thanksgiving 2010: mashed potatoesPosted: November 18, 2010
Mashed potatoes always get a bad name, but this year Fitness Magazine gave them a make-over and you can too!
Makes: 6 servings
Prep time: 20 minutes
Cook time: 35 minutes
8 to 10 garlic cloves
2 pounds potatoes, quartered
1/3 cup light sour cream
1/4 cup fat-free milk
1 tablespoon snipped fresh oregano, rosemary, or thyme
1/2 teaspoon salt
1/4 teaspoon black pepper
1. To roast garlic, wrap unpeeled cloves in foil. Bake in a 400-degree oven 25 to 35 minutes or until cloves feel soft when pressed. When cool enough to handle, squeeze garlic from peels into a small bowl.
2. Meanwhile, put potatoes in a large saucepan with enough cold water to cover. Bring to a boil over high heat. Lower heat to maintain a simmer and cook until tender, about 20 minutes. Drain potatoes; return to saucepan.
3. Mash potatoes and softened garlic with a potato masher or an electric mixer on low speed. Add sour cream; milk; oregano, rosemary, or thyme; salt; and black pepper. Beat until light and fluffy.
Nutrition facts per 2/3-cup serving: 156 calories, 4g protein, 34g carbohydrate, 1g fat (1g saturated), 2g fiber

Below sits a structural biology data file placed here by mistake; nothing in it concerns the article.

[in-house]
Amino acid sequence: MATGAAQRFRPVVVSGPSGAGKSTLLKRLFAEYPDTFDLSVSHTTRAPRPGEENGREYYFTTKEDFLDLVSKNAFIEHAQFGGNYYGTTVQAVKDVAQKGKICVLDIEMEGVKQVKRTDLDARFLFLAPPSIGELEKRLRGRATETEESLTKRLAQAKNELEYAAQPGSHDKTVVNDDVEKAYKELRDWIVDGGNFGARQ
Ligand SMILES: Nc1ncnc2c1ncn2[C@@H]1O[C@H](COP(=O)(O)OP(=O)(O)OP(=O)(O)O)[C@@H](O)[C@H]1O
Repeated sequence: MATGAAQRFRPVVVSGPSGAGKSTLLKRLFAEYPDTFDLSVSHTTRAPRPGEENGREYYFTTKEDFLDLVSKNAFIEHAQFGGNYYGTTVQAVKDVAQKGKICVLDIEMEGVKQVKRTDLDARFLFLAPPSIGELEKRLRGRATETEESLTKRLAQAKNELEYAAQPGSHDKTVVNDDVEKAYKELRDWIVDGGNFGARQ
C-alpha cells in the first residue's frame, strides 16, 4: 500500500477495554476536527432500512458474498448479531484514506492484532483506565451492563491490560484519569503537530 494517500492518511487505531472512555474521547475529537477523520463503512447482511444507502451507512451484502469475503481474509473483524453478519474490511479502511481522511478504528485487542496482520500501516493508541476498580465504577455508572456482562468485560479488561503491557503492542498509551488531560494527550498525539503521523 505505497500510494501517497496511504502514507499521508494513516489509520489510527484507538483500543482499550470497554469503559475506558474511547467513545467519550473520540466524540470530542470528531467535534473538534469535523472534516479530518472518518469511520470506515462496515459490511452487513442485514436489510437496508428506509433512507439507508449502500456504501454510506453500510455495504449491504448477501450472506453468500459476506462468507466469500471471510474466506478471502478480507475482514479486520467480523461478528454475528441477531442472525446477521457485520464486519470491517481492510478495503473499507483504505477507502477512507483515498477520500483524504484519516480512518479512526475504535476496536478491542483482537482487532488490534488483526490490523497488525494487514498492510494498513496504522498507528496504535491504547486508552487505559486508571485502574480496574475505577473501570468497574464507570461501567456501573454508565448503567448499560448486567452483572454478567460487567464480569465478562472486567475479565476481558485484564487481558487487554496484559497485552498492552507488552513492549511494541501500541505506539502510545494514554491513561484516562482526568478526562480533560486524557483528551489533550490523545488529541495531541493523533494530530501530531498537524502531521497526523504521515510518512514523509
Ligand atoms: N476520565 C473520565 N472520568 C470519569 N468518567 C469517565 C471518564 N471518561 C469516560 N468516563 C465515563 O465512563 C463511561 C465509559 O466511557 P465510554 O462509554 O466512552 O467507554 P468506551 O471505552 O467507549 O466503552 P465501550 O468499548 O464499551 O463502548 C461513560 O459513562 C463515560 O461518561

Healthy Cooking Tips
Roast Story: “Roasted garlic adds richness without fat,” says Jennifer Iserloh, author of Secrets of a Skinny Chef.
Sour Power: Low-fat sour cream gives these taters a velvety consistency and a punch of flavor.
Potato Pick: Try Yukon Golds, which have a naturally buttery taste that’s just right in mashed potatoes.
Herbal Essence: Fresh herbs are one of Iserloh’s healthy staples because they boost flavor but not calories.
These 3 common mistakes make for mushy potatoes.
Using hot water. Start potatoes in cold water, not warm, and then bring to a boil.
Adding cold ingredients. Let milk and sour cream reach room temperature before combining with hot potatoes.
Overmixing. Use an electric mixer, not a food processor; stop as soon as milk and sour cream are incorporated.
Originally published in FITNESS magazine, November/December 2010.